Steve Roussas - RES/351
September 5, 2012
The Tuskegee syphilis study was an unethical research study conducted by the U.S. Public Health Service from 1932 to 1972 on a poor African American community in Tuskegee, Alabama. There were 600 men involved including 301 men that had already contracted syphilis and 299 men that had not. The ramifications of the unethical research that was conducted on these men affected their spouses, children and the African American community.
Business Research Ethics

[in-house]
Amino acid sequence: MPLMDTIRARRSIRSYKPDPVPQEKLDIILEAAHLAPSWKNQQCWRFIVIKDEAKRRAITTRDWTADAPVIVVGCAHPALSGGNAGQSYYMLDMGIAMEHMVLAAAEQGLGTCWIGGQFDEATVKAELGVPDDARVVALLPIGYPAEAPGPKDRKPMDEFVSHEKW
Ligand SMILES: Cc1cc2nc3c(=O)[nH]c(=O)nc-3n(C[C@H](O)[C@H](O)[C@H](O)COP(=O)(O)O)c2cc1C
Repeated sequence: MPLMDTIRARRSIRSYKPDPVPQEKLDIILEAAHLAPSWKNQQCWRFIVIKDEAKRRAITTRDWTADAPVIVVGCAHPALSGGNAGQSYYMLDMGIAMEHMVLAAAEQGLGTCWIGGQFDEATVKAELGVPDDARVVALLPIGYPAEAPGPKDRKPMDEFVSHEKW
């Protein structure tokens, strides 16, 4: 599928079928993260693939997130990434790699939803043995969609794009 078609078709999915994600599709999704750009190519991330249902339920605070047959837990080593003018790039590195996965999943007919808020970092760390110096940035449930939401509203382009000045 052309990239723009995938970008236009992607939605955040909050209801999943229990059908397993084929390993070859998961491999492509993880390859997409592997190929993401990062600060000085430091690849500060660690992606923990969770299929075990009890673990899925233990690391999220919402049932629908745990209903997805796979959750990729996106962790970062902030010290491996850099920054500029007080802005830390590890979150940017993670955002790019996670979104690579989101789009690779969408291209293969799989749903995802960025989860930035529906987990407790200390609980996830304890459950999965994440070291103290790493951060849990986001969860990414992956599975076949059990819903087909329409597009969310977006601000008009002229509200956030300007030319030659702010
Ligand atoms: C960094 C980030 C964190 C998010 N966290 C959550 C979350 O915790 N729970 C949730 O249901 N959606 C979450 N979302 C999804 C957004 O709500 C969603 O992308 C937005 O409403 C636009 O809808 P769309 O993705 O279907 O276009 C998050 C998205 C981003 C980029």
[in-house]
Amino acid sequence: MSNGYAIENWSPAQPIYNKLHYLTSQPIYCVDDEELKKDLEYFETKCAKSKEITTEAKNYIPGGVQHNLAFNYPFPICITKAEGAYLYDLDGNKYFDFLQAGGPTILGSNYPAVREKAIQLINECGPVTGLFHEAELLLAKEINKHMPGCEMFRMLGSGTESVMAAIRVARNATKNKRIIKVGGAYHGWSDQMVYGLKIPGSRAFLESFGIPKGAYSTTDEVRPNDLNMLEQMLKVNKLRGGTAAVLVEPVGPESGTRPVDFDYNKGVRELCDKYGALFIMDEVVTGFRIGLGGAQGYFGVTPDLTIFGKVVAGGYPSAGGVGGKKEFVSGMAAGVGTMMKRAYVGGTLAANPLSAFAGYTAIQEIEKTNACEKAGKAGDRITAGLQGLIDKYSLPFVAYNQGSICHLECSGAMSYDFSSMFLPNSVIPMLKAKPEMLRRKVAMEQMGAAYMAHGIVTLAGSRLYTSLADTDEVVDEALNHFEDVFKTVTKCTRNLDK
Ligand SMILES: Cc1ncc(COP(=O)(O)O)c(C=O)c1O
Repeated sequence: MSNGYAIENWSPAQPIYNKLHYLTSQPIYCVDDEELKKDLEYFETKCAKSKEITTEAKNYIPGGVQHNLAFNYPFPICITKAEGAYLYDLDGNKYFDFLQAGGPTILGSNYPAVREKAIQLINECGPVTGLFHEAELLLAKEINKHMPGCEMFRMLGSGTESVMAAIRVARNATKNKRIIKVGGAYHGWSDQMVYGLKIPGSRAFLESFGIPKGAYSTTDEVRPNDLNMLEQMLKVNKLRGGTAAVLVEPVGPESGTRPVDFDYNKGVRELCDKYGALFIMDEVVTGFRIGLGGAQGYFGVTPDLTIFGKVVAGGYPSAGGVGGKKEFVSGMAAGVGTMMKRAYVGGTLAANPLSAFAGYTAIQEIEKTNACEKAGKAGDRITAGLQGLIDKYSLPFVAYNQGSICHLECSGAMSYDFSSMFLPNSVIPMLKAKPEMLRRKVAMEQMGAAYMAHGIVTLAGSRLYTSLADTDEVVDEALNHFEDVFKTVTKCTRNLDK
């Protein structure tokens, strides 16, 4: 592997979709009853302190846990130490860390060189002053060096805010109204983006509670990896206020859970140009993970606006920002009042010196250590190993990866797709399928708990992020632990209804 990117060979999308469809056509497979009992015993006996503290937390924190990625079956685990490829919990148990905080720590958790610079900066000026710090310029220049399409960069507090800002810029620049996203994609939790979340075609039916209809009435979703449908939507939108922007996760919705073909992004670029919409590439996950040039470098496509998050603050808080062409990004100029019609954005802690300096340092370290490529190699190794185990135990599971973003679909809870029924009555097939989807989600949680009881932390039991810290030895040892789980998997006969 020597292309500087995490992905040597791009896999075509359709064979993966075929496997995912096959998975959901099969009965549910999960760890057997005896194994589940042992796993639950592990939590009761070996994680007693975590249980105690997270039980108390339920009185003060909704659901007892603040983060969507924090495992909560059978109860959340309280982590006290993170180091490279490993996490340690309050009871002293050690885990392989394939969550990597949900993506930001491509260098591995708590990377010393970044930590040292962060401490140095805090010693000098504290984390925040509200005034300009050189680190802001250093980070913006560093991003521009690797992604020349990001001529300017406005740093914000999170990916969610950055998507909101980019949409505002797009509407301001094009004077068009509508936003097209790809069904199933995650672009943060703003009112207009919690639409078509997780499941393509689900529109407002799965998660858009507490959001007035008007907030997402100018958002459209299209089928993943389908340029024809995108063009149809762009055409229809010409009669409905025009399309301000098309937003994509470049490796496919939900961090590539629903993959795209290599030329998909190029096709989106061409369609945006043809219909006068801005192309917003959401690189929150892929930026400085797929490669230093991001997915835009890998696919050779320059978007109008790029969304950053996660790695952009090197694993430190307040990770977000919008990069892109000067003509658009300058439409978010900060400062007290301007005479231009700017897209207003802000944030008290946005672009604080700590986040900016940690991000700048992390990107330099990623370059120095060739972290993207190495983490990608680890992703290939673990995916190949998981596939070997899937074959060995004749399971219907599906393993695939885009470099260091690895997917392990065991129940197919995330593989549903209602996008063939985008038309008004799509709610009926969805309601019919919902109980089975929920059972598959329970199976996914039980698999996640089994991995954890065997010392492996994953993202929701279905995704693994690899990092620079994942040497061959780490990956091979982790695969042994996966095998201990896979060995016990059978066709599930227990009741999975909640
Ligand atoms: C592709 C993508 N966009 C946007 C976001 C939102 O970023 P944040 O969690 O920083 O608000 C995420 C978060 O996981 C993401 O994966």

It is important to exhibit ethical behavior in research and business. Business Research Methods states, “The goal of ethics in research is to ensure that no one is harmed or suffers adverse consequences from research activities” (Cooper & Schindler, 2011). In some situations, this does not occur and can negatively impact research participants and a company’s image. The Tuskegee syphilis study is an example of what can happen when research is not conducted ethically. The U.S. Public Health Service conducted the study between 1932 and 1972 in Tuskegee, Alabama to study the natural progression of syphilis (Fourtner, A. W., Fourtner, C. R., & Herreid, C., 2006). The study was conducted on poor African American men who worked as sharecroppers in the region. They were under the impression that they were being treated for “bad blood”, which was a local term used to describe illnesses that they were unable to diagnose (Lederer, S. 2005). The U.S. Public Health Service employed the help of an African American nurse to gain the trust of the men and encouraged them to participate in the study by offering them free burial insurance, meals and medical care (Claiborneee, R.,2010). The study was only supposed to last 6 months but continued on for 40 years and its effects on the African American society it impacted are still evident today. During the 40 year period that the study was conducted many ethical boundaries...